Speaker says labor has an ally in the NLRB
The struggle between organized labor and business is swinging labor's way in Washington, D.C., a speaker told the Chamber Forum gathered in Medford Monday.
While union membership among workers has declined from 36 percent in 1953 to 11 percent today, organized labor is adopting new strategies and has an ally in the National Labor Relations Board, Glenn Spencer, representing the U.S. Chamber of Commerce's Workforce Freedom Initiative, told the Chamber of Medford/Jackson County audience at Rogue Valley Country Club.
"These regulators on the loose are taking actions that could have a major impact on the way you run your business, based on what comes out of Washington, D.C.," Spencer said. "There is really no way to sugarcoat this: The majority of the board and the general counsel are very supportive of unions and want to see them grow, and have made dramatic changes to well-established policies that business have become used to over the past decades."
Among courses of action recently or soon-to-be implemented, Spencer said, are: short-notice elections and reductions in employee privacy; expanded joint-employer liability; targeted micro-unions within a workplace; employee handbook challenges; and new overtime regulations.
Since April 14, the time needed to vote on unions has dropped from 38 days to 23, Spencer said. Once a union has filed a petition for a certification election the NLRB allows employers seven days to file a position statement, covering such matters as who should vote, size of the bargaining unit and the identity of supervisors.
"Anything you don't include in that statement, you waive," he said "You cannot raise that later on."
Employee personal information, including home addresses, telephone numbers, personal email addresses, shift schedules and work locations must now be turned over to union organizers, even if employees don't want the information passed on.
"There is no opt-out, by law you the employer have to turn it over in a very short time frame," Spencer said.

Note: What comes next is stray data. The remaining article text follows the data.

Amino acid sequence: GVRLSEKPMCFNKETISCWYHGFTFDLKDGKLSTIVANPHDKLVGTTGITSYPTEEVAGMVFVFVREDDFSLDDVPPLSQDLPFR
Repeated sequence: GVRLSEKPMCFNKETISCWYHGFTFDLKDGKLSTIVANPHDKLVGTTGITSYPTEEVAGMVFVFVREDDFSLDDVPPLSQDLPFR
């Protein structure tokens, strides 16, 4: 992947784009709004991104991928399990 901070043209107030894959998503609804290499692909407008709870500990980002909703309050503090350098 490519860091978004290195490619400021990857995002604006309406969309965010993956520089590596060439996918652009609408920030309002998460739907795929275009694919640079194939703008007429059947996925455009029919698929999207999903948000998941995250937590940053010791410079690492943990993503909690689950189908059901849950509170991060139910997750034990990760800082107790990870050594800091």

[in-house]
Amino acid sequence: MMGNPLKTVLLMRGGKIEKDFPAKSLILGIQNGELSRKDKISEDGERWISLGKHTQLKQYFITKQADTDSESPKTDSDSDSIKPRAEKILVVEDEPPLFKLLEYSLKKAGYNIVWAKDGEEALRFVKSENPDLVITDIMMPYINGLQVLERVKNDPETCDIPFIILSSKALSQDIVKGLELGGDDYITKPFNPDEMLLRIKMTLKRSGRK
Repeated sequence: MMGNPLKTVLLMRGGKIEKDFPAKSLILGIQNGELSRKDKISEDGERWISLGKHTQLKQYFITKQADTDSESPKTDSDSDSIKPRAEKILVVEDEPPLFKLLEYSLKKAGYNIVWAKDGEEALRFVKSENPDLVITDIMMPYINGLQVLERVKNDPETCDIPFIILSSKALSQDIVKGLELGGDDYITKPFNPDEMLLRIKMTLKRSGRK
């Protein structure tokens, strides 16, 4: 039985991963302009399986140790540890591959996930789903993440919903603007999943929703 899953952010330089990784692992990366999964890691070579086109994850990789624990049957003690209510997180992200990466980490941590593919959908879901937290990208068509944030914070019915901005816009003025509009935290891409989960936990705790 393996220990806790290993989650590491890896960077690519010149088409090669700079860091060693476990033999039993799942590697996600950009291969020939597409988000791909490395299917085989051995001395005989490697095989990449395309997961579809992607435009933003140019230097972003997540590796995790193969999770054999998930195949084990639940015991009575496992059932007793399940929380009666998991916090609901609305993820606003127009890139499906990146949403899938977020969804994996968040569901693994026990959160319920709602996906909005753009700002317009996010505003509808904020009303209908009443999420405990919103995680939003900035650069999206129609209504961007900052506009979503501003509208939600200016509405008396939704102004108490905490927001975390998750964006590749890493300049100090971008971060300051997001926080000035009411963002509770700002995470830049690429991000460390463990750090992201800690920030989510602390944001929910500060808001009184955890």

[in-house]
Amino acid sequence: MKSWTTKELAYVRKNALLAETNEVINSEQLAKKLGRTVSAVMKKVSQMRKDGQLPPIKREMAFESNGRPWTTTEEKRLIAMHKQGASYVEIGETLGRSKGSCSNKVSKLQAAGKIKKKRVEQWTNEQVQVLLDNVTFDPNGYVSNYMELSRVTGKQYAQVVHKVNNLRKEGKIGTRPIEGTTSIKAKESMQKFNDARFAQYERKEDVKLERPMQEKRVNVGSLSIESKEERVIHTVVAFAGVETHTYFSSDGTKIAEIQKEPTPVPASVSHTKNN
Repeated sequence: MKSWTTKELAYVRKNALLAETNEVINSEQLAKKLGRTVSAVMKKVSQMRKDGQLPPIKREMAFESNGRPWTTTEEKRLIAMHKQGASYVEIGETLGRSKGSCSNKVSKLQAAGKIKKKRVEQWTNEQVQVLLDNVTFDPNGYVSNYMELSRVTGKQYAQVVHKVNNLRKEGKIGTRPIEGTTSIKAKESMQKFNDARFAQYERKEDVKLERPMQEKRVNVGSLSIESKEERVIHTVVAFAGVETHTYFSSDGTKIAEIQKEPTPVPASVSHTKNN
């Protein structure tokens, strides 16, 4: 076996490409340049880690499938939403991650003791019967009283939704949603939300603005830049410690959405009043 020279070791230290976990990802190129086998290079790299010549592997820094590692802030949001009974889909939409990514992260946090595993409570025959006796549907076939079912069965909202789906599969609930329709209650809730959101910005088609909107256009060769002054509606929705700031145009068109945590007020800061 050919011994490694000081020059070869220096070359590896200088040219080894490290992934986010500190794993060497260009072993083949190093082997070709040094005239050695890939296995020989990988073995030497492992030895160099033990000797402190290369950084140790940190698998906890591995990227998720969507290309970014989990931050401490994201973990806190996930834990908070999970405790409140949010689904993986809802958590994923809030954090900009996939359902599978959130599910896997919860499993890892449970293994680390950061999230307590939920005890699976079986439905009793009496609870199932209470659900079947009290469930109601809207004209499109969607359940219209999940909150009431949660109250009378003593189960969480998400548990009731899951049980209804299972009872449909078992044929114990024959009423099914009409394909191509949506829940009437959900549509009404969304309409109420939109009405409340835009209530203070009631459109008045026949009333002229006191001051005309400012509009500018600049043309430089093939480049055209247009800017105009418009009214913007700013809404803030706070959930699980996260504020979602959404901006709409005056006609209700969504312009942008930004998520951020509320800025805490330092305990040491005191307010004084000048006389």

He said the NLRB has adopted a new standard that will create difficulties for businesses dealing with third-party contractors and franchisers and franchisees.
"What the board is trying to do here is to hold businesses liable for workplaces they don't actually control and for workers they don't actually employ," Spencer said.
When it comes to employee handbooks, the NLRB has challenged phrases and terms that could "reasonably" restrict concerted labor activity.
"They have found a number of different common sense policies, probably found in almost all your handbooks, to be illegal," he said. "Things like courtesy in the workplace. There have been actually several cases where the board has looked at an employee handbook and said this policy requiring people to be courteous to each other, customers and to management, that's illegal."
Recent NLRB rulings have allowed unions to target portions of the workplace for organizing, rather the entire business. In one case, he said, only the bakers of a Panera Bread franchisee with multiple restaurants were targeted for membership, and the NLRB approved the action.
He said Congress is dealing with an appropriations bill this week, including policy riders affecting the NLRB.
"This bill would actually cut the NLRB's budget," he said.
—Reach reporter Greg Stiles at 541-776-4463 or firstname.lastname@example.org. Follow him on Twitter at www.twitter.com/GregMTBusiness, or on Facebook at https://www.facebook.com/greg.stiles.31.